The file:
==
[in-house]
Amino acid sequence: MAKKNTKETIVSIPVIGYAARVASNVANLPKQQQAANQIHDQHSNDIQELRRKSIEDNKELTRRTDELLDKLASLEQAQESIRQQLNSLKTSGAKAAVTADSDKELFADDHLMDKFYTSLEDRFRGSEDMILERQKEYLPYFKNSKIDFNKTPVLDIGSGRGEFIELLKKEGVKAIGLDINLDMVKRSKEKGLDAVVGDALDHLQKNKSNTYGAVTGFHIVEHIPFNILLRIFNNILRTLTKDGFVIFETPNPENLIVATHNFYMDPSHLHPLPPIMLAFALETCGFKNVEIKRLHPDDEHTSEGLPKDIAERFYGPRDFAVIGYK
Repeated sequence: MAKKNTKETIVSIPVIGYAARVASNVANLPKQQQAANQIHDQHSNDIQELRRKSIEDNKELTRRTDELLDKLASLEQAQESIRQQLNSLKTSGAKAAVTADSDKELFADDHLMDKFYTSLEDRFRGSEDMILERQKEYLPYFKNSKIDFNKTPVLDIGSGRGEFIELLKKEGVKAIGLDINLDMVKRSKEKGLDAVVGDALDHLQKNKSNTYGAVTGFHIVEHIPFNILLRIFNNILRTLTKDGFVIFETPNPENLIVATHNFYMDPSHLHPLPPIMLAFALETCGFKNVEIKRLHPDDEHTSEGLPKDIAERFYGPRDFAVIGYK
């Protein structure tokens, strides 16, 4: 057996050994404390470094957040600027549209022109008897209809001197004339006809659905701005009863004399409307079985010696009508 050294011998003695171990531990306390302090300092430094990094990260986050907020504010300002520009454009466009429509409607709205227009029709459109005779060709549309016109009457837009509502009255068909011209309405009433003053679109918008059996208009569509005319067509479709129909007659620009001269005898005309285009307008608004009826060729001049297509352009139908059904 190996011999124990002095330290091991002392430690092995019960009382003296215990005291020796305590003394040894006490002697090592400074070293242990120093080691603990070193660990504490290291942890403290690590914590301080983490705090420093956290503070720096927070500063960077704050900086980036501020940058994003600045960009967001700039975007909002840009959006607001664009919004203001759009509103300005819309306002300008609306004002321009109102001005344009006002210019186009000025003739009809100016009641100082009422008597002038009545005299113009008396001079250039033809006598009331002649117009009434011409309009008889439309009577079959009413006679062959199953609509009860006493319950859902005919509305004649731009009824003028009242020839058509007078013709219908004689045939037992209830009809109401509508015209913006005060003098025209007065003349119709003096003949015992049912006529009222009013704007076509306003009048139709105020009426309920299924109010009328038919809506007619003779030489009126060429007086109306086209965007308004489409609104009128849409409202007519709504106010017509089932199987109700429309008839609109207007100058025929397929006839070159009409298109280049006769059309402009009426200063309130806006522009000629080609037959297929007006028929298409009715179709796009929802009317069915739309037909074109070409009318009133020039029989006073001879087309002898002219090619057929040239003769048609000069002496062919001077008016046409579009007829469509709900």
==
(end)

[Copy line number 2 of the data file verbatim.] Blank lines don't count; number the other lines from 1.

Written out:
Amino acid sequence: MAKKNTKETIVSIPVIGYAARVASNVANLPKQQQAANQIHDQHSNDIQELRRKSIEDNKELTRRTDELLDKLASLEQAQESIRQQLNSLKTSGAKAAVTADSDKELFADDHLMDKFYTSLEDRFRGSEDMILERQKEYLPYFKNSKIDFNKTPVLDIGSGRGEFIELLKKEGVKAIGLDINLDMVKRSKEKGLDAVVGDALDHLQKNKSNTYGAVTGFHIVEHIPFNILLRIFNNILRTLTKDGFVIFETPNPENLIVATHNFYMDPSHLHPLPPIMLAFALETCGFKNVEIKRLHPDDEHTSEGLPKDIAERFYGPRDFAVIGYK